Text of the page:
Divorce cases often catch an expert between a rock (limited client funds for valuing a smaller business) and a hard place (limited evidentiary weight accorded to a preliminary calculation of value). Sadly, parties and their attorneys frequently ask business appraisers to perform a preliminary valuation, “just for settlement purposes,” but as we noted in the recent Hagar case, courts are equally as likely to reject calculations of value because they lack sufficient professional judgment and financial review.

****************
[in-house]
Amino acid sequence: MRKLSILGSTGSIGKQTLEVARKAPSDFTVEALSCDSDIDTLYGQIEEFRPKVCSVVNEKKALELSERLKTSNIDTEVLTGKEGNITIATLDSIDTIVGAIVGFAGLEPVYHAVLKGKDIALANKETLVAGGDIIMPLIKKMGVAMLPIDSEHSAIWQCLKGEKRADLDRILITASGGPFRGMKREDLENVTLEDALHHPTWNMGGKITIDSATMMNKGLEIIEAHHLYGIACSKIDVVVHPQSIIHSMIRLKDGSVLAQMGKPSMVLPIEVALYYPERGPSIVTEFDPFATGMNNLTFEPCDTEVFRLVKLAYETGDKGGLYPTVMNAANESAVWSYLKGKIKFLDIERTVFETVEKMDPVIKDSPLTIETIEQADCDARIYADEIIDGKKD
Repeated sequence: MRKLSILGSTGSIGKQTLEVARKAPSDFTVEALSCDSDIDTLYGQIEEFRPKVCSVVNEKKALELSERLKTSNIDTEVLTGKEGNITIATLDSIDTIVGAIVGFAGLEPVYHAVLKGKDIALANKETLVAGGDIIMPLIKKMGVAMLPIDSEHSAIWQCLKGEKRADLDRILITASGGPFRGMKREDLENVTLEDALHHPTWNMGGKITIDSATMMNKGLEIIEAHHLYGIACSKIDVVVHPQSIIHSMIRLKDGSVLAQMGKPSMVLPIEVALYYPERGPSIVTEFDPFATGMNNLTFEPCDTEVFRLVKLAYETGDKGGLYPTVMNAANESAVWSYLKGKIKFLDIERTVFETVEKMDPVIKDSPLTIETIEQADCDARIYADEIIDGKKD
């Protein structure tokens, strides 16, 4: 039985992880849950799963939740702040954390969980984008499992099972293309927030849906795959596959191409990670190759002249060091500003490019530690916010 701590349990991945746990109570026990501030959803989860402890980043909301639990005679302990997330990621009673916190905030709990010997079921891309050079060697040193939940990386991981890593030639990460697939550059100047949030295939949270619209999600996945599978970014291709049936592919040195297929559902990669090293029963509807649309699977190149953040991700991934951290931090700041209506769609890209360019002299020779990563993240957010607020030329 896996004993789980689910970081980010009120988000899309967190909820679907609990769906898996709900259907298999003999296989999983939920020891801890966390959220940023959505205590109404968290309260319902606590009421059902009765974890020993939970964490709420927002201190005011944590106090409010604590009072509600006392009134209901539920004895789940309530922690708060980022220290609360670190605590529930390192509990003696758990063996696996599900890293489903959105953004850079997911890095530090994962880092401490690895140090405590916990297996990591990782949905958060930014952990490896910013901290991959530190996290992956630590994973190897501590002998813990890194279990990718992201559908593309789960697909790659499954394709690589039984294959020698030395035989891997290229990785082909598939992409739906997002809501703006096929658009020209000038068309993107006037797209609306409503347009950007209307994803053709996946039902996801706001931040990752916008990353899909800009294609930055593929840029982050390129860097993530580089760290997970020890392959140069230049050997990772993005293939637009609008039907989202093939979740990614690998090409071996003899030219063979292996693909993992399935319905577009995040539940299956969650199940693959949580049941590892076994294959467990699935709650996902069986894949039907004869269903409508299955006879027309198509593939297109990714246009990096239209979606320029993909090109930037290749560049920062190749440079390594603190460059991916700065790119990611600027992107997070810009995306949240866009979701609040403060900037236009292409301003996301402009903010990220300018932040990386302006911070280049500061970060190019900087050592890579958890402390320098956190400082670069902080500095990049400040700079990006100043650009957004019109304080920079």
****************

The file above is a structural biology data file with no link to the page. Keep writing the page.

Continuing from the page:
A new decision confirms this seeming double standard in divorce engagements. On their own, the parties agreed to split the value of the marital business, which they said was worth $60,000. The trial court adopted their agreement in its orders on divorce. Then, four months later, the wife returns to court—this time with an attorney and an appraiser, who says the business was worth $172,000 according to his “preliminary” valuation. The appraiser also admitted that he lacked the documentation with which he would typically perform a complete business valuation—such as aged accounts, payroll taxes, etc. Accordingly, the trial court refused to reconsider its prior orders, and on review, the appellate court confirmed. The preliminary valuation by the wife’s appraiser came with the specific caveat that it was incomplete, and because the parties could not establish a clear, alternative value for the business, the trial court did not err in adopting the parties’ original value and rejecting the wife’s request for reconsideration. Read the complete digest of In re Marriage of Cantarella, 2010 WL 86284 (Cal. App.)(Jan. 11, 2011) in the next (March 2011) Business Valuation Update; the court’s decision will be posted soon at BVLaw. In the meantime, we’re providing In re Marriage of Hagar as a free download here.